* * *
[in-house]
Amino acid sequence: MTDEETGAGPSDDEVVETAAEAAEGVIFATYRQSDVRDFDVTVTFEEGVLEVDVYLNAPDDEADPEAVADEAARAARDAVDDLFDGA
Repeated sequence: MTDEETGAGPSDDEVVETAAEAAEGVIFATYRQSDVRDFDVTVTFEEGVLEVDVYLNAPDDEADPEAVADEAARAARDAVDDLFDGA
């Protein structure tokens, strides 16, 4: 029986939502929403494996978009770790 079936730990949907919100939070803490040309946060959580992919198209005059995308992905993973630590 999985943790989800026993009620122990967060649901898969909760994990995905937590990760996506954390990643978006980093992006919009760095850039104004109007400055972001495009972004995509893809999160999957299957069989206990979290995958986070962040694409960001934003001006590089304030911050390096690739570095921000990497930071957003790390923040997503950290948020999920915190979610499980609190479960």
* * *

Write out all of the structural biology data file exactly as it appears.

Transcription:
[in-house]
Amino acid sequence: MTDEETGAGPSDDEVVETAAEAAEGVIFATYRQSDVRDFDVTVTFEEGVLEVDVYLNAPDDEADPEAVADEAARAARDAVDDLFDGA
Repeated sequence: MTDEETGAGPSDDEVVETAAEAAEGVIFATYRQSDVRDFDVTVTFEEGVLEVDVYLNAPDDEADPEAVADEAARAARDAVDDLFDGA
């Protein structure tokens, strides 16, 4: 029986939502929403494996978009770790 079936730990949907919100939070803490040309946060959580992919198209005059995308992905993973630590 999985943790989800026993009620122990967060649901898969909760994990995905937590990760996506954390990643978006980093992006919009760095850039104004109007400055972001495009972004995509893809999160999957299957069989206990979290995958986070962040694409960001934003001006590089304030911050390096690739570095921000990497930071957003790390923040997503950290948020999920915190979610499980609190479960």